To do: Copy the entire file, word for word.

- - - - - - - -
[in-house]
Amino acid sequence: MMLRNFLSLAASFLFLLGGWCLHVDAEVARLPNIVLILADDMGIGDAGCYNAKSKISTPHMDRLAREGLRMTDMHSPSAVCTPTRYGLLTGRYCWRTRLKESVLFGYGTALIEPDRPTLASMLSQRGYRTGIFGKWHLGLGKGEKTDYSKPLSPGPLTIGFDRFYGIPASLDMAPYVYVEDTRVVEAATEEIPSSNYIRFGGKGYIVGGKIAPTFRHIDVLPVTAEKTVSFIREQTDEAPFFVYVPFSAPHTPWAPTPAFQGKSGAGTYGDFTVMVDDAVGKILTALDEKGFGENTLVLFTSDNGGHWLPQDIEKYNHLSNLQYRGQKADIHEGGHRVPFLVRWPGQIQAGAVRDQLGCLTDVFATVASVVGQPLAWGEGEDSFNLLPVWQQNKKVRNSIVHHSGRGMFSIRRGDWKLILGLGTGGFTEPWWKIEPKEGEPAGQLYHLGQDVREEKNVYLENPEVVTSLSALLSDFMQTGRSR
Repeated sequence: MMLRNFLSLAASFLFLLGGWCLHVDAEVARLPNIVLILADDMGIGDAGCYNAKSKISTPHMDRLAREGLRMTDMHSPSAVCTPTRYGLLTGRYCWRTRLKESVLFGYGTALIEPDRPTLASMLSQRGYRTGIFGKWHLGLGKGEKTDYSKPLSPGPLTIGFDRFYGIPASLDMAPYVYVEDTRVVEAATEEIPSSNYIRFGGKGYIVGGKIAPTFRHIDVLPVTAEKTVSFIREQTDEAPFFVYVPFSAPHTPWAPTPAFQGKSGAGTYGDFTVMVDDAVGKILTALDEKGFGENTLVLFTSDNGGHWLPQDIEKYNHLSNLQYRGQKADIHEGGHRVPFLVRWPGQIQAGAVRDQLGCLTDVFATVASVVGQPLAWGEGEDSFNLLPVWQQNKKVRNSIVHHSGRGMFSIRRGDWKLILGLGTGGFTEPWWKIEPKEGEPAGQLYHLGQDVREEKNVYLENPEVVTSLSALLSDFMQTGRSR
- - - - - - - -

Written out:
[in-house]
Amino acid sequence: MMLRNFLSLAASFLFLLGGWCLHVDAEVARLPNIVLILADDMGIGDAGCYNAKSKISTPHMDRLAREGLRMTDMHSPSAVCTPTRYGLLTGRYCWRTRLKESVLFGYGTALIEPDRPTLASMLSQRGYRTGIFGKWHLGLGKGEKTDYSKPLSPGPLTIGFDRFYGIPASLDMAPYVYVEDTRVVEAATEEIPSSNYIRFGGKGYIVGGKIAPTFRHIDVLPVTAEKTVSFIREQTDEAPFFVYVPFSAPHTPWAPTPAFQGKSGAGTYGDFTVMVDDAVGKILTALDEKGFGENTLVLFTSDNGGHWLPQDIEKYNHLSNLQYRGQKADIHEGGHRVPFLVRWPGQIQAGAVRDQLGCLTDVFATVASVVGQPLAWGEGEDSFNLLPVWQQNKKVRNSIVHHSGRGMFSIRRGDWKLILGLGTGGFTEPWWKIEPKEGEPAGQLYHLGQDVREEKNVYLENPEVVTSLSALLSDFMQTGRSR
Repeated sequence: MMLRNFLSLAASFLFLLGGWCLHVDAEVARLPNIVLILADDMGIGDAGCYNAKSKISTPHMDRLAREGLRMTDMHSPSAVCTPTRYGLLTGRYCWRTRLKESVLFGYGTALIEPDRPTLASMLSQRGYRTGIFGKWHLGLGKGEKTDYSKPLSPGPLTIGFDRFYGIPASLDMAPYVYVEDTRVVEAATEEIPSSNYIRFGGKGYIVGGKIAPTFRHIDVLPVTAEKTVSFIREQTDEAPFFVYVPFSAPHTPWAPTPAFQGKSGAGTYGDFTVMVDDAVGKILTALDEKGFGENTLVLFTSDNGGHWLPQDIEKYNHLSNLQYRGQKADIHEGGHRVPFLVRWPGQIQAGAVRDQLGCLTDVFATVASVVGQPLAWGEGEDSFNLLPVWQQNKKVRNSIVHHSGRGMFSIRRGDWKLILGLGTGGFTEPWWKIEPKEGEPAGQLYHLGQDVREEKNVYLENPEVVTSLSALLSDFMQTGRSR